Recently, we have had some roving and carded batts of wool and alpaca fiber come into the store. It was unexpected, so it kinda sat there for a day or two until we figured out what we wanted to do with it. While we were looking and playing with it, we noticed that some fiber was in pencil roving, which means the wool has been cleaned and carded in such a way that the fiber is in these long, loose tubes. Now, pencil roving is exceptionally useful for spinning since it is easier to spin than taking chunks off a batt, which are huge, flat mats of fleece. But pencil roving is also very good for knitting. It can be knitted as is using very large needles, or you can rip off little chunks, called thrums, and use them in your knitting. Thrums are used to add an extra layer of insulation in mittens or slippers. Since they are loose wool, the heat and sweat from one’s hands or feet cause the thrums to felt creating a cushion-y waterproof layer.
Here are some patterns which use thrums.
Joan James’ Thrummed Mittens are wonderful. They are knit in the round using either 4 needles or the magic loop, and other than that gap that happens where the thumb is created (we all know that ALWAYS happens) there is no sewing. This pattern uses worsted weight yarn and is available in a wide range of sizes.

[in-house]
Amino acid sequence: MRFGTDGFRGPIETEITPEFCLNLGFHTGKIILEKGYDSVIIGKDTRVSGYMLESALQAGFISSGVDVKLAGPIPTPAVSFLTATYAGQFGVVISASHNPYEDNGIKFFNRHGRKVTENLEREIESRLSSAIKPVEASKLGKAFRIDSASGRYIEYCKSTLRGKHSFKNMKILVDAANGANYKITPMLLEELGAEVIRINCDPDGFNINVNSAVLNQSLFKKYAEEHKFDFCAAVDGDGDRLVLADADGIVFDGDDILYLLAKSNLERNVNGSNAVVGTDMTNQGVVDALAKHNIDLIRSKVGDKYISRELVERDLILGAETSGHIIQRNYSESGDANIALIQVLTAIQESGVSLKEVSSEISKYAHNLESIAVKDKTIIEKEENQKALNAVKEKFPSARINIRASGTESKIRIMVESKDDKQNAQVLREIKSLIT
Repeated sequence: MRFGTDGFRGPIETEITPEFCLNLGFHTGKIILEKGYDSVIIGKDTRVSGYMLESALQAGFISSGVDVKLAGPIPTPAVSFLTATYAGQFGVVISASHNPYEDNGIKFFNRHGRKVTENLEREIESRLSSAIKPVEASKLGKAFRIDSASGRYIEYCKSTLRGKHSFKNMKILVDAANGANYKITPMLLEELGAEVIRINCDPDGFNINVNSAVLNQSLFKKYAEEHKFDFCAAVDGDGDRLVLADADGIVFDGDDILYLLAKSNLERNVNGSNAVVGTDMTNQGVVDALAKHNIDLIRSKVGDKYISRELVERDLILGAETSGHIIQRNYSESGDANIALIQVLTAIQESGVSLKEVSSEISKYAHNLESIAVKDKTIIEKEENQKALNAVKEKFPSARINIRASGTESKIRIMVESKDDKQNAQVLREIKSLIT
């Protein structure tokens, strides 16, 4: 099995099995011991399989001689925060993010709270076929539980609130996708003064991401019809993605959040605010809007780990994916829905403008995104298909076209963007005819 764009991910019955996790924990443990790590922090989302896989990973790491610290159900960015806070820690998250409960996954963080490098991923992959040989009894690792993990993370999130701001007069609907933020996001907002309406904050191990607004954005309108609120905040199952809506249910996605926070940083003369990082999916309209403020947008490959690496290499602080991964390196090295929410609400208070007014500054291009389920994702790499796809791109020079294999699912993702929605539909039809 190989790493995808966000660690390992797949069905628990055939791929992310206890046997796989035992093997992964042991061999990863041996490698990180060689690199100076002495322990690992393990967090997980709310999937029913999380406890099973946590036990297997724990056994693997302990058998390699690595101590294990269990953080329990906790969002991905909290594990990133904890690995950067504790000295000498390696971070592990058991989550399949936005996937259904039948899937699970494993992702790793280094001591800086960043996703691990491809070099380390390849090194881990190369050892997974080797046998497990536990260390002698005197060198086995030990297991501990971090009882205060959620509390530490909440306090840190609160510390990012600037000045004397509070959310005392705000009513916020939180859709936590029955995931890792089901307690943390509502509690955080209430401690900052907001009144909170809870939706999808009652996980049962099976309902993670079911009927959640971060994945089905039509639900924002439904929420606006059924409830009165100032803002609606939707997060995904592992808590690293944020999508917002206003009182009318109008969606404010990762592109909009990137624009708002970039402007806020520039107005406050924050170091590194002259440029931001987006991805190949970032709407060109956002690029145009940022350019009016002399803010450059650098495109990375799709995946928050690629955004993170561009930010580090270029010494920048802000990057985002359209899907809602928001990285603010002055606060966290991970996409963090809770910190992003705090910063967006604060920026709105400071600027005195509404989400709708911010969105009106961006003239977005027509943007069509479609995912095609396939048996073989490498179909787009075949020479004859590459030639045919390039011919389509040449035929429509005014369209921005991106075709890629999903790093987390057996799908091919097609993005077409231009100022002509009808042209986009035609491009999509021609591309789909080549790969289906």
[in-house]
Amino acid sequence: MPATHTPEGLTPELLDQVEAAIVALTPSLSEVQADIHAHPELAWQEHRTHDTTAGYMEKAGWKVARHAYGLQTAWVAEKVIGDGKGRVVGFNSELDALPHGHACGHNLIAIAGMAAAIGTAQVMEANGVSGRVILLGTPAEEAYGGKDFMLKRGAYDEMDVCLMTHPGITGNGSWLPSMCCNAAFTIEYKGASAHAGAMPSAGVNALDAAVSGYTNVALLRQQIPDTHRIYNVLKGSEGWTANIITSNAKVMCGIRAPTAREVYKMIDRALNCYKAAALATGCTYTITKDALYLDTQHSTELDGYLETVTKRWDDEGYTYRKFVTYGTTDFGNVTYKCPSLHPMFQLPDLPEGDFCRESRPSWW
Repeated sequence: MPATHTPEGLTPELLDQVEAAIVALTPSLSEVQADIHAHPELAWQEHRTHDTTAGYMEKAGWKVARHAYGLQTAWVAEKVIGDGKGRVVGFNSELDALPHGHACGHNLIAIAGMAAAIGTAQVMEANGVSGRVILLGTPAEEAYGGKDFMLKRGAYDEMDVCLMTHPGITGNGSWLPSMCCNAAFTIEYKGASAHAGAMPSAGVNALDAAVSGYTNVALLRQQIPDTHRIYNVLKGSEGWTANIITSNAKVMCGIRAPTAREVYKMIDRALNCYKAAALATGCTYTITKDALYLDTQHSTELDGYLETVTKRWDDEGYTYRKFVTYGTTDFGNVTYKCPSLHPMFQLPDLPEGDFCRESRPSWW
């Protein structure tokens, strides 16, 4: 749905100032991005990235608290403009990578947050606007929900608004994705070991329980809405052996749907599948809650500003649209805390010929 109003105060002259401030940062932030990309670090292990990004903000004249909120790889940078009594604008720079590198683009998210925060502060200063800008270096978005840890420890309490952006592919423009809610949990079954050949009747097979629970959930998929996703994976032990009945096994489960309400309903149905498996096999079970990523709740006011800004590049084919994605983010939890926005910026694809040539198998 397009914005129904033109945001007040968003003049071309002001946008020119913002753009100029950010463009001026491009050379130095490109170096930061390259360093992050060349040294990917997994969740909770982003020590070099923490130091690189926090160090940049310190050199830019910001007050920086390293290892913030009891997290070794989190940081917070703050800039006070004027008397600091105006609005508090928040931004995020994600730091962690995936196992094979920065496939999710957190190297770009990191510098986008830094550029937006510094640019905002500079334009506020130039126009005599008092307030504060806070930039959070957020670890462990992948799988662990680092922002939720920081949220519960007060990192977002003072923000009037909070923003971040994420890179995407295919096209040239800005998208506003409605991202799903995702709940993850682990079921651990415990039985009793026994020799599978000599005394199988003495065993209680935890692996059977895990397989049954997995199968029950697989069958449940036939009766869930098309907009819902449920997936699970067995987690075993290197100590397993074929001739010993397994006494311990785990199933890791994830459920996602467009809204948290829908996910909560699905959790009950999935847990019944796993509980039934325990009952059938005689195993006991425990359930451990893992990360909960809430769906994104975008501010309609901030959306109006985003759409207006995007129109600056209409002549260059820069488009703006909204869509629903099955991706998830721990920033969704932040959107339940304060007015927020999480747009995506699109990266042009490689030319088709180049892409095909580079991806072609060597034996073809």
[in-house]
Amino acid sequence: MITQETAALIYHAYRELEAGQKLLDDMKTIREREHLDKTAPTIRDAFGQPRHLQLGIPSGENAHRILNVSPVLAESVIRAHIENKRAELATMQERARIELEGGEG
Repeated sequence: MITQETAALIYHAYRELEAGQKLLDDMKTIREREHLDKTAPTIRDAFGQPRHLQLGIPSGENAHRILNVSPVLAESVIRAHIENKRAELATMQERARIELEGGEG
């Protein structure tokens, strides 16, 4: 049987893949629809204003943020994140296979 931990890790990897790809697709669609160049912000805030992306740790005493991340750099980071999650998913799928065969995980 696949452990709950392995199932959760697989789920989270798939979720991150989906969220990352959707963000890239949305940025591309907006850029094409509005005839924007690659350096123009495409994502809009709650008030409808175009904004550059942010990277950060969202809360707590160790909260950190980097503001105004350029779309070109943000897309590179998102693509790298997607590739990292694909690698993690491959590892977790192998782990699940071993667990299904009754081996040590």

Yarn Forward has created this nice pattern which they are offering for free. It also uses worsted weight yarn. It is only offered in an Adult Medium size.
Knitwriterepeat.com offers a photo tutorial on how to create thrums in addition to a very nice pattern. The tutorial shows the thrums knitted though the back loop to twist them in order to secure them. I haven’t found that necessary since I do a light felting as soon as I am done creating the mitten. Twisting the thrums is just a different way to make them.
For a different way to make mittens, or for those who dislike knitting in the round, here is a pattern for Thrummed mittens which are knitted flat and then sewn closed.
Or if you are a crocheter, Thummed Crochet Mittens might be more your speed. This lovely pattern from one of my favorite designers includes both a PDF pattern with charts and a youtube tutorial. What a deal!
But what if you would rather make slippers? I’ve got you covered!
Cadeautje Slippers are adorable. I am looking forward to making these. They use a chunky wool, and when combined with the roving, these slippers are not only warm but feel like walking on clouds. Ten sizes available in this pattern, from little kiddos to large men.
Retro Thrum Slippers are cozy little slippers made using garter stitch. The slippers are knit flat and then sewn closed.
Fleeced Boots by Julie Weisenberger is a cute pattern. I love the fluffy cuff and the cute line of stitches down the length of the top. These are made with Bulky or Chunky yarn with the magic loop.
I hope you enjoy these patterns, and let me know if you make any thrum creations.